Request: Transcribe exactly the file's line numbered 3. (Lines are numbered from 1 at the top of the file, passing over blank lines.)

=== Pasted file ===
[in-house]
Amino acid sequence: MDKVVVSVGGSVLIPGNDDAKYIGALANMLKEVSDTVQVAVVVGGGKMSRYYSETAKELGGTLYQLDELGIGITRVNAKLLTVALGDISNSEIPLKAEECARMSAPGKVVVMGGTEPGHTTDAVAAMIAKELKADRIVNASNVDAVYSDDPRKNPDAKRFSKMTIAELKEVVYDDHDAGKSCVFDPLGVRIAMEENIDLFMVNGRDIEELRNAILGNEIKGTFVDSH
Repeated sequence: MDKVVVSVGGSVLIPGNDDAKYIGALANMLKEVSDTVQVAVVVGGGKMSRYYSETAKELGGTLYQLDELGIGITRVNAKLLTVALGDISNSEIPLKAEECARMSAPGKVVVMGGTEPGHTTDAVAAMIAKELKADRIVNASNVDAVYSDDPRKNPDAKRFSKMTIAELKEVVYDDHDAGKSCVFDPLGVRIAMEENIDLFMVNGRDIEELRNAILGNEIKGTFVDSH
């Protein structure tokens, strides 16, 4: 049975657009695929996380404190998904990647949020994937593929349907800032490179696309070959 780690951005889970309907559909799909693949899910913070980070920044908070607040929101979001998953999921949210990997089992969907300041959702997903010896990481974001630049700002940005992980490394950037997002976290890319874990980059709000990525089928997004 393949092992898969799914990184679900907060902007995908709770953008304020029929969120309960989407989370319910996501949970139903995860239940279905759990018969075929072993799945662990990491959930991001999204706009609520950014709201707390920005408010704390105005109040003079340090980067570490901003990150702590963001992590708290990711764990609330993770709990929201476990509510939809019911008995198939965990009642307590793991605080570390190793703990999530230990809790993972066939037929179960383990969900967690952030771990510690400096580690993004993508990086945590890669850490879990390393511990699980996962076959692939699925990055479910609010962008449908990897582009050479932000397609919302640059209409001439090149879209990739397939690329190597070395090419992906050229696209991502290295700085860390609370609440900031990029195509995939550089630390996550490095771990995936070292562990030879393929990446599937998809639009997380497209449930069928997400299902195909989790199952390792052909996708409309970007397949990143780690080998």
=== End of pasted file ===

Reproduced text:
Repeated sequence: MDKVVVSVGGSVLIPGNDDAKYIGALANMLKEVSDTVQVAVVVGGGKMSRYYSETAKELGGTLYQLDELGIGITRVNAKLLTVALGDISNSEIPLKAEECARMSAPGKVVVMGGTEPGHTTDAVAAMIAKELKADRIVNASNVDAVYSDDPRKNPDAKRFSKMTIAELKEVVYDDHDAGKSCVFDPLGVRIAMEENIDLFMVNGRDIEELRNAILGNEIKGTFVDSH